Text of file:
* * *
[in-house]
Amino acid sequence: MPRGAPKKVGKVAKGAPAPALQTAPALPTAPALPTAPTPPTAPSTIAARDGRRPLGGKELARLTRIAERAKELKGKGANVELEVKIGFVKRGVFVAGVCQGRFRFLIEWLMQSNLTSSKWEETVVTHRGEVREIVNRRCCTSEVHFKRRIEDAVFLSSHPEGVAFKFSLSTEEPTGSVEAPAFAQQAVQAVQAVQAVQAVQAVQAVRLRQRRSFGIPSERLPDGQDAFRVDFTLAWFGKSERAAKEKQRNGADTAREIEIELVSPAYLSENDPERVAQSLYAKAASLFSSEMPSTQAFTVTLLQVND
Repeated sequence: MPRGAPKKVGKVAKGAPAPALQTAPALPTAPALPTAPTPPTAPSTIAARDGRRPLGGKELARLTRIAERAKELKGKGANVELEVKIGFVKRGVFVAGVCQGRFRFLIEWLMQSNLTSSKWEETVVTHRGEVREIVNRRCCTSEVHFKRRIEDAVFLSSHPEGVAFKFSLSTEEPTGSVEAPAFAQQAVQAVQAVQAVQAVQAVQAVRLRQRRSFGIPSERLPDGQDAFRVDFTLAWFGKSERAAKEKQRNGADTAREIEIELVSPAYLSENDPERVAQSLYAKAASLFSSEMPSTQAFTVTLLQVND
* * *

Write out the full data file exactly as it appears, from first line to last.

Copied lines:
[in-house]
Amino acid sequence: MPRGAPKKVGKVAKGAPAPALQTAPALPTAPALPTAPTPPTAPSTIAARDGRRPLGGKELARLTRIAERAKELKGKGANVELEVKIGFVKRGVFVAGVCQGRFRFLIEWLMQSNLTSSKWEETVVTHRGEVREIVNRRCCTSEVHFKRRIEDAVFLSSHPEGVAFKFSLSTEEPTGSVEAPAFAQQAVQAVQAVQAVQAVQAVQAVRLRQRRSFGIPSERLPDGQDAFRVDFTLAWFGKSERAAKEKQRNGADTAREIEIELVSPAYLSENDPERVAQSLYAKAASLFSSEMPSTQAFTVTLLQVND
Repeated sequence: MPRGAPKKVGKVAKGAPAPALQTAPALPTAPALPTAPTPPTAPSTIAARDGRRPLGGKELARLTRIAERAKELKGKGANVELEVKIGFVKRGVFVAGVCQGRFRFLIEWLMQSNLTSSKWEETVVTHRGEVREIVNRRCCTSEVHFKRRIEDAVFLSSHPEGVAFKFSLSTEEPTGSVEAPAFAQQAVQAVQAVQAVQAVQAVQAVRLRQRRSFGIPSERLPDGQDAFRVDFTLAWFGKSERAAKEKQRNGADTAREIEIELVSPAYLSENDPERVAQSLYAKAASLFSSEMPSTQAFTVTLLQVND